Third Hymn – Solemn 119… is described by Psalms analyst Artur Wesier as a “Hymn in praise of the law.” Unlike the first two tracks, which I couldn’t find exact sources for, the words for Solemn/Psalm 119 are taken direct from The Living Bible, though once again, certain verses from between 96 and 112 have been specially selected. This one is more like a manifesto—the speaker wants to follow God’s “perfect … words.” A lovely harmonizing fills in the opening of the song, with watery snippets of brooding electric guitar, drum rolls, tambourines and other faint percussions. The song builds in intensity. “Oh how I love them,” he says re: the words, “I think about them all day long.” He feels wise as a result of studying God’s words, wiser than his enemies, his teachers and the aged, which gets sung in one of Oldham’s most fabulous falsettos. Thus he images these words as “sweeter than honey” and as “a flashlight to light the path” ahead of him to keep him from stumbling. If he’s about to stumble it’s because “I am close to death at the hands of my enemies.” The music builds in very similar fashion to one of those grungy Dirty Three songs, and after spinning the record a few times, I have to say, the ‘melody’ gets stronger with every listen. This is fantastic, especially when the Solemn ends with the beautifully entwined voices of Oldham and Olsen, he singing “Your laws are my joyous treasure forever,” and she, “I am determined to obey you until I die.” Slow fade out, with those faint “ooh ooh” sounds that opened the song. Awesome stuff. IMG_1374

This could have been a long playing masterpiece if they’d recorded an album’s worth of material. Alas we only get three songs, a ‘leave ’em wanting more’ strategy that must have paid off the first time around with Get On Jolly. I’m pretty sure I’ll be playing this a lot more for awhile yet. Maybe what I perceived as humorous will dissolve and become more serious over time, or maybe the opposite will be true — I’ll keep finding nodes of humour and have more of those private little moments with Oldham as if I’m in on the joke. Check out the etching on Side Two of the vinyl below. It’s only April and this is the third Oldham release of the year. Go HERE to see the complete Will Oldham vinyl discography in review.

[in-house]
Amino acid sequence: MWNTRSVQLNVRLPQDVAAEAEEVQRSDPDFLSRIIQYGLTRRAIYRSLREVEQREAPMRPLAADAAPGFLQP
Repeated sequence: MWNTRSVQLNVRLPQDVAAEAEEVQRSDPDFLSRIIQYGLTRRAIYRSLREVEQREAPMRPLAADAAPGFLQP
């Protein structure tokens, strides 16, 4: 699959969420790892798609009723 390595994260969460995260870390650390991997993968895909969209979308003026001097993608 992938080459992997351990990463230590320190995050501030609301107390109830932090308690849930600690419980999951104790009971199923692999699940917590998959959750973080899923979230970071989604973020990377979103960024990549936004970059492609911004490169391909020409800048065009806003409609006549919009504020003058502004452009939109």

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About Alan Bumstead Vinyl Reviews

Alan Bumstead is a music fanatic who humbly adds confusion to the world with a string of album reviews written during real-time-listening in a stream-of-consciousness style, then edited for spelling, punctuation, flow and grammar. Apart from an additional introductory paragraph, the writing is improvised in time with the music. There is no re-writing. --------------------------------------------------------------------------------------------------- In his book Moving To Higher Ground Wynton Marsalis says, "Because jazz musicians improvise under the pressure of time, what's inside comes out pure. It's like being pressed to answer a question before you have a chance to get your lie straight. The first thought is usually the truth." I like to think that's what Alan Bumstead's all about.